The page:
FBI warns healthcare industry of surge in payment scams

Cybercriminals use social engineering and phishing to steal payments

Marianne Kolbasuk McGee (HealthInfoSec) •
September 19, 2022

Cybercriminals are stealing multimillion-dollar payments from healthcare payment processors by compromising user login credentials, FBI warns healthcare industry.

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In an alert on Wednesday, federal agents said they had received several reports of cybercriminals redirecting vendor payments into their pockets.

In recent incidents, cybercriminals have used publicly available employee personally identifiable information and deployed social engineering techniques to impersonate healthcare providers and gain access to healthcare portals, payment information and websites, according to the FBI.

In one incident in February, an attacker altered an unnamed hospital’s direct deposit information to divert $3.1 million in payments to a consumer checking account.

In April, an anonymous health care company with more than 175 medical providers discovered that a threat actor had impersonated an employee and changed the instructions of the automated clearing house of one of the treatment providers. entity payments to direct the payments to the cybercriminal.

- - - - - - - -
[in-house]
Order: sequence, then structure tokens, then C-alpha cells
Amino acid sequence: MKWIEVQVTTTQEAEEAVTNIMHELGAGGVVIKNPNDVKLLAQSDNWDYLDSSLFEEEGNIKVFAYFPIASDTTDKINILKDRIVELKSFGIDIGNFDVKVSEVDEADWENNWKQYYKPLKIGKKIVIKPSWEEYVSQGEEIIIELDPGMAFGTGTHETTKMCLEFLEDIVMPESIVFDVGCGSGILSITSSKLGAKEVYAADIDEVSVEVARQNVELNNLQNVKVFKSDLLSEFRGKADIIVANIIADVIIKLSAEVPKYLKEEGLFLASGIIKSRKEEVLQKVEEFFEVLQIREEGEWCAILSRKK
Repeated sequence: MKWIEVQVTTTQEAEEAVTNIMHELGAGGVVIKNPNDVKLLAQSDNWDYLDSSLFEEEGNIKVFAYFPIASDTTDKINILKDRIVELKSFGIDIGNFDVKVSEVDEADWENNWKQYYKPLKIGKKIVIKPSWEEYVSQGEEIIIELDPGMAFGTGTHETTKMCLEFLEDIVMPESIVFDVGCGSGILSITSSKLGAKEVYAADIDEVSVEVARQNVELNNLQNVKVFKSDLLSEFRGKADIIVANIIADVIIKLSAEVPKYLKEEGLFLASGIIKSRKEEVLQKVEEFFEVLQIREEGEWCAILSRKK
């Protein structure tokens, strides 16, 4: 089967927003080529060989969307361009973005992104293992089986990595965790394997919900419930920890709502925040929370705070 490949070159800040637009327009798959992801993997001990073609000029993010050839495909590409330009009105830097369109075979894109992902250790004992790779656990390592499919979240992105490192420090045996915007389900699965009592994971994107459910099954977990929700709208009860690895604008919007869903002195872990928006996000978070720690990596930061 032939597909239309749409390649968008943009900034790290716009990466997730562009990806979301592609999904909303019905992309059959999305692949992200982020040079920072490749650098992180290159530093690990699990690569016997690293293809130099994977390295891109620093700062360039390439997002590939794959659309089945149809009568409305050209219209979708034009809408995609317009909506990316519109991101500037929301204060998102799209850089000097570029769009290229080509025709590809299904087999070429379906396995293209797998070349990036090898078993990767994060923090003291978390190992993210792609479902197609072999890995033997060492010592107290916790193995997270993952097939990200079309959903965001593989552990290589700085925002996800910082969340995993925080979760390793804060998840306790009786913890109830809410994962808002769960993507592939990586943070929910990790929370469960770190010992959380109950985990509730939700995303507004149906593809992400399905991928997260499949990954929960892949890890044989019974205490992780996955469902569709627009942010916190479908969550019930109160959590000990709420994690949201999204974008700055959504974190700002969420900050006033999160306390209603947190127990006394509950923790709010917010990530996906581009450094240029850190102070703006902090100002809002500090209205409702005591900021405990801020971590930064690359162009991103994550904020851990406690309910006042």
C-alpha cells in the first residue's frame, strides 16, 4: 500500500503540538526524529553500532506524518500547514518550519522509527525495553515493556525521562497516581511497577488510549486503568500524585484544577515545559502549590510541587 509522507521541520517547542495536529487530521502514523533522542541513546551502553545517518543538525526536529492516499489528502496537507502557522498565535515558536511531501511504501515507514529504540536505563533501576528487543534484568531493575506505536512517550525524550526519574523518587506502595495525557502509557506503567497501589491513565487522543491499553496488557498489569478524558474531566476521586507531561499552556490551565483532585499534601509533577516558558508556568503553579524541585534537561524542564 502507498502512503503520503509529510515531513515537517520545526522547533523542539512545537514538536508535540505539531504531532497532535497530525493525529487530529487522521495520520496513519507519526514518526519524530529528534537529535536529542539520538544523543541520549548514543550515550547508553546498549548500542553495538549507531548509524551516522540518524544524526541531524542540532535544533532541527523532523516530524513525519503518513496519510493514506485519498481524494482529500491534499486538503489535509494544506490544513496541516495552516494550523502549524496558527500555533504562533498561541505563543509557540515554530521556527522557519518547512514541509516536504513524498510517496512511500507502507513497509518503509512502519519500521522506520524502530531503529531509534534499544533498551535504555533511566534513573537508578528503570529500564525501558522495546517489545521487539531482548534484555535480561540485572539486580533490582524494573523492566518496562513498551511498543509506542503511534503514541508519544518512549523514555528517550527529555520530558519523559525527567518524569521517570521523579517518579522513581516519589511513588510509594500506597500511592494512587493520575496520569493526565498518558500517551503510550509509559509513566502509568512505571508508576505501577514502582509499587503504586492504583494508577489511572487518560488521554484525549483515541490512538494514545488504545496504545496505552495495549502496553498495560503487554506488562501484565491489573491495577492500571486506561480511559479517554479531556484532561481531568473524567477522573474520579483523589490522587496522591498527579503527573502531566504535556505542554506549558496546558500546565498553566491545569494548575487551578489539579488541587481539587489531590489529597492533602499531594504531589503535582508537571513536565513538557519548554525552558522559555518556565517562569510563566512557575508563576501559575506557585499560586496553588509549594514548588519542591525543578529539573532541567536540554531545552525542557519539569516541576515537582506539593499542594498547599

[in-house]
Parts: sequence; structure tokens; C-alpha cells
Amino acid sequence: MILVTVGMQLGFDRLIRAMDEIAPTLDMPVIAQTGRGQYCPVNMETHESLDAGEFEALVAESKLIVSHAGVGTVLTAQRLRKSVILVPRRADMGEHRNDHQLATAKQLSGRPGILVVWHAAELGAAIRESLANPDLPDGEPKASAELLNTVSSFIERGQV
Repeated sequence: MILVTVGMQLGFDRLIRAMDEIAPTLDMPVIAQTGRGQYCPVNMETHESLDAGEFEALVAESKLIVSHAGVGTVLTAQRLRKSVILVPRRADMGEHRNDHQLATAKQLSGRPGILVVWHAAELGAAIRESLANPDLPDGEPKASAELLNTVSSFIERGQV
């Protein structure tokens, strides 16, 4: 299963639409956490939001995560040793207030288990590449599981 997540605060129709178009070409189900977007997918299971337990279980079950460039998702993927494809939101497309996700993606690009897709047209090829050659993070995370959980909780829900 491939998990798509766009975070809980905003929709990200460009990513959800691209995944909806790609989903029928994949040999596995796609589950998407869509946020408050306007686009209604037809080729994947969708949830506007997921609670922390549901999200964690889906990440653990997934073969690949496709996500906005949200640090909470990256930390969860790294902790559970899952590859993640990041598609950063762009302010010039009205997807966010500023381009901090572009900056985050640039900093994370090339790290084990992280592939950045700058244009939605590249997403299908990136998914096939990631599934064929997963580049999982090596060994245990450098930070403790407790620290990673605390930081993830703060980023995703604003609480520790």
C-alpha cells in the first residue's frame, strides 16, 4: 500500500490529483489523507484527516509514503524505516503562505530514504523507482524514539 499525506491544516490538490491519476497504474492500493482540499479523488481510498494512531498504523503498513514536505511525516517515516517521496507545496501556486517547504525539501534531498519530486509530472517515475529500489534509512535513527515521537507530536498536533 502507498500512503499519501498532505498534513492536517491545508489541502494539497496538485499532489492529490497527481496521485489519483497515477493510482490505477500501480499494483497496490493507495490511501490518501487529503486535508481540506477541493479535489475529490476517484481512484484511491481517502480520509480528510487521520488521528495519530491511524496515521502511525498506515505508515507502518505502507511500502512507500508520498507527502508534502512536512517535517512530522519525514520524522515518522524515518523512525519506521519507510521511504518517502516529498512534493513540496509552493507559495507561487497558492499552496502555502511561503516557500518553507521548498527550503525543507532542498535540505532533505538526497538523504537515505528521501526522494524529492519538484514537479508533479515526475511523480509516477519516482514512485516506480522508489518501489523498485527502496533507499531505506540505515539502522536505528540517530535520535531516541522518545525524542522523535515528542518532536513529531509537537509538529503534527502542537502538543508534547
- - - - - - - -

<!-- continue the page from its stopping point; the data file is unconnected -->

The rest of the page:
In this scam, the cybercriminal managed to embezzle approximately $840,000 over two transactions before the fraud was discovered, according to the FBI.

During a seven-month period between June 2018 and January 2019, cybercriminals targeted and accessed at least 65 healthcare payment processors in the United States, replacing legitimate customer banking and contact information with accounts controlled by attackers. One of these victims reported a loss of approximately $1.5 million.

“Cybercriminals will continue to target healthcare payment processors through various techniques, such as phishing campaigns and social engineering, to spoof help desks and gain user access,” warns the FBI.

attractive target

From a strategic perspective, the healthcare industry contains an attractive pool of potential victims, says retired FBI supervising agent Jason Weiss, now an attorney at the law firm Faegre Drinker Biddle & Reath LLP.

Its members “generally focus on helping people, first and foremost, on people’s health”. Meanwhile, the health care price shock means patients have more reason than ever to visit clinics to discuss their bills.

When users from victim organizations are targeted by phishing and social engineering scams to “help” solve a payment problem, some are prone to fall for the trap, Weiss says. “It’s basic human nature.”

Cybercriminals are profit-driven and will tailor their activities to where the money is, says attorney Erik Weinick of law firm Otterbourg PC and steering committee member of the Secret Service’s Cyber ​​Fraud Task Force .

“Law enforcement is increasingly successful in recovering ransoms paid via cryptocurrency, so criminals may believe that the types of scams described in the FBI bulletin are more likely to allow them to retain their ill-gotten gains,” he said.